The Strength Principle

The Strength Principle

Over the past weekend of training with my Hapkido Instructor (Master Dan Piller) we had a chance to explore what makes us, well, us….
(at 9,000 ft above sea level!)

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In other words, we explored what makes us stand apart from the crowd of martial artists all claiming there’s is the best…

This, of course, was meant to apply to Hapkido and particularly how Master Piller(and I agree with his stance on this) likes to see things done. In short, the idea behind the art(and the main principle) is that anything you do should be able to work on a non-cooperative(typically stronger/meaner) opponent – i.e. train for reality.

I found an inextricable link between what I do as a martial artist and what I do as a fitness professional.

The idea behind the training.

I’m a firm believer in one thing, no matter what you train or do, have some damn principles – and you need to stick to them.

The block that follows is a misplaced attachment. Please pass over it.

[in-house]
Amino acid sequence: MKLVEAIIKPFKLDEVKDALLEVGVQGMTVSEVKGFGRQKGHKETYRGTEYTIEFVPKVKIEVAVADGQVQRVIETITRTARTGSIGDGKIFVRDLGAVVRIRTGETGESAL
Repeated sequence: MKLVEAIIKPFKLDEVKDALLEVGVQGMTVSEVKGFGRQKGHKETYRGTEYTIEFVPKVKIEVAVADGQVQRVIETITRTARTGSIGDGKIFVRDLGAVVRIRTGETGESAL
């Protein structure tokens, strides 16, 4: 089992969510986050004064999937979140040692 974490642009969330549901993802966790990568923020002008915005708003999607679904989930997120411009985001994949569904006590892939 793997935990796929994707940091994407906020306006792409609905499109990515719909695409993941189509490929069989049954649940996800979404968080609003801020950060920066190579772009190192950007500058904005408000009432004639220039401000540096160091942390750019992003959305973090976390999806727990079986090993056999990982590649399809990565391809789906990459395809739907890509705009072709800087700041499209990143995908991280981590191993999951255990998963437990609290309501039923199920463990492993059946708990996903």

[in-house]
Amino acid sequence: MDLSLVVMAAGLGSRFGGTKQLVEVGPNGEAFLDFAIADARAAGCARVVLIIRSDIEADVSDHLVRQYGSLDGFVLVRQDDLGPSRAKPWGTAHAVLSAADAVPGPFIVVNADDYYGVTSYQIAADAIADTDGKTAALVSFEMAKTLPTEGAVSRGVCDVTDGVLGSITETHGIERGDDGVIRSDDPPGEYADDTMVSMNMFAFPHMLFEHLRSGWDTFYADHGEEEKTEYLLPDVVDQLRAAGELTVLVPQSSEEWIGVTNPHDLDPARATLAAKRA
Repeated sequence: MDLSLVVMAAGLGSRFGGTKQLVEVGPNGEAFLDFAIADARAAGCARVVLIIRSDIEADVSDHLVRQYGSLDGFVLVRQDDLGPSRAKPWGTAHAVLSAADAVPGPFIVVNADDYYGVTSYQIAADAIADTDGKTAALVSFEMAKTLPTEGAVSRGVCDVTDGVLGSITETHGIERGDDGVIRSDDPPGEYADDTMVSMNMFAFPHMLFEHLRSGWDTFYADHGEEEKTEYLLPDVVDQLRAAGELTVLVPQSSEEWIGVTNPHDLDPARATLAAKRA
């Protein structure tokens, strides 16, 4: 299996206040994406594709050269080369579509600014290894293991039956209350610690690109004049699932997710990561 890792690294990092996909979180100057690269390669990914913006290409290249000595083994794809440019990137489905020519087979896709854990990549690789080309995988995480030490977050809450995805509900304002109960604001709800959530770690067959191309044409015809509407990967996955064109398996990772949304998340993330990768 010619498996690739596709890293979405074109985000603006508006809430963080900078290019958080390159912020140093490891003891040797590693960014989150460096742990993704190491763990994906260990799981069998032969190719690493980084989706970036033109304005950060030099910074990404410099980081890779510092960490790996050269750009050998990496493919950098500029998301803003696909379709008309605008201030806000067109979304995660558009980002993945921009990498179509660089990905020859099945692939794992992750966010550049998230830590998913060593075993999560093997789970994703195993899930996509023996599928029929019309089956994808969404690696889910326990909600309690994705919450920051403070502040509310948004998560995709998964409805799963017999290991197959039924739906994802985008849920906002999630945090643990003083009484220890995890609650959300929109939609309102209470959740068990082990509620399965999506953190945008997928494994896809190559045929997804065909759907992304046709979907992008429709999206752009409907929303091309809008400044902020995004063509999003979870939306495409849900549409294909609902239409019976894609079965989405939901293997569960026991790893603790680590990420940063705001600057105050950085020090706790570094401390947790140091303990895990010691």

In martial arts, I mentioned it above, in fitness, it’s almost identical. Train For Reality.

Here’s my “Principles” behind what I do:

Hapkido: The Way Of Coordinated Energy(the literal meaning of the art) is based on the principles of Yu(The Theory Of Flowing Water), Won(The Theory Of The Circle), Wha(The Theory Of Harmony).

The reason these aspects are so important to our art is simple – anyone can do a “technique”, however, the technique done without all 3 of these principles applied to it is much more likely to fail than if they were applied(especially against a larger/stronger opponent or attacker, remember, reality).

“It is better to practice a single technique 1,000 times than practice 1.000 techniques only once” is a great quote from my Hapkido instructors manual. And if you read between the lines, you should find a simple fact that is not so obvious to most people…. each repetition should be better than the last in some way, striving for perfection one step at a time.